LONDON - Bilawal Bhutto Zardari is still too young to sit in parliament and knows that politics killed his mother, grandfather and an uncle.But in the past month, the heir to Pakistan's most famous political dynasty, has moved centre stage at the start of a journey many believe will see him eventually become prime minister, writes The Telegraph.

The 23-year-old has discarded his low profile to chair party meetings and help formulate the government's response to Nato air strikes that killed 24 soldiers, according to a slew of official press releases and government photographs. He was pressed into action while his father, President Zardari, lay ill in a Dubai hospital, leaving no one in any doubt that the eldest son of Benazir Bhutto was being positioned as a key vote winner in elections that could come in the year ahead.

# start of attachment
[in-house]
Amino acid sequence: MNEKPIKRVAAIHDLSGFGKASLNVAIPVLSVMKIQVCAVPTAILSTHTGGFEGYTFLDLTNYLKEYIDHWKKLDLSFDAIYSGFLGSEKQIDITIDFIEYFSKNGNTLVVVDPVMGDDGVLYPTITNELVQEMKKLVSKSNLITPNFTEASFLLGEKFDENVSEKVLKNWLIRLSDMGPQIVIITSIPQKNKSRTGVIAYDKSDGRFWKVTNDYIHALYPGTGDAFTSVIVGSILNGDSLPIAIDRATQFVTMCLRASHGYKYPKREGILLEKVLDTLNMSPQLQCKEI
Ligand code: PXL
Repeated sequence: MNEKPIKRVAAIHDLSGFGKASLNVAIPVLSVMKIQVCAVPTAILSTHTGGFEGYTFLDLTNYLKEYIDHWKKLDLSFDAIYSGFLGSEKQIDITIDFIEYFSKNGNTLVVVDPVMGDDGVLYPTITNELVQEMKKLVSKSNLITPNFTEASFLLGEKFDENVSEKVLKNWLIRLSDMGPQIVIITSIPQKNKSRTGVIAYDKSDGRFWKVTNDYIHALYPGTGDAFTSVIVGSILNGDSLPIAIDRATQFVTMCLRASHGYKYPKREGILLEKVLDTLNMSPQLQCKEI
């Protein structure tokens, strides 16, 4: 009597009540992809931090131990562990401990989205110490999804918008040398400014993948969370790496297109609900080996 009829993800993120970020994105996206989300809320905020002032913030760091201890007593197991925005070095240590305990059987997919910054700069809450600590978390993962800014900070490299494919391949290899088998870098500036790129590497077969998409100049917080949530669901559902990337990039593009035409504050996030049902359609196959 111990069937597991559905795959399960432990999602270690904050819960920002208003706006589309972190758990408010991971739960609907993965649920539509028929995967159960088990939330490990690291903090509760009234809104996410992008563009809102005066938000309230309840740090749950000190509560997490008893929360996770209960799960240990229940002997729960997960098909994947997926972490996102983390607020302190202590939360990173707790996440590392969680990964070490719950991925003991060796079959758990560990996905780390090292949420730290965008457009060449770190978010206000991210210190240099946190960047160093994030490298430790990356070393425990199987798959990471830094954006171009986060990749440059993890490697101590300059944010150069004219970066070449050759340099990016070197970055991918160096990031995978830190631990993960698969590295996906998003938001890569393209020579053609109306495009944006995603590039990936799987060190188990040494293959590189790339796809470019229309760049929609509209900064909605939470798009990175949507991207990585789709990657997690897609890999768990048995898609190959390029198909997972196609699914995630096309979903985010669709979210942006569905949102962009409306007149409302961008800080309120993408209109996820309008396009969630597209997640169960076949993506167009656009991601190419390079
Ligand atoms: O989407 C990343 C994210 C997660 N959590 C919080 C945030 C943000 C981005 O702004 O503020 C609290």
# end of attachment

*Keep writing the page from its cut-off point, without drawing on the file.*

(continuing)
Farhatullah Babar, the president's spokesman, said he was ready to take a more active role in Pakistan's politics. "Now he has completed his education and is getting engaged in different political activities," he said.

At the same time, the rise of Imran Khan's energetic campaign – he has been known to give interviews in shorts after returning from his daily run – has left Pakistan's established political dynasties searching for a more youthful image.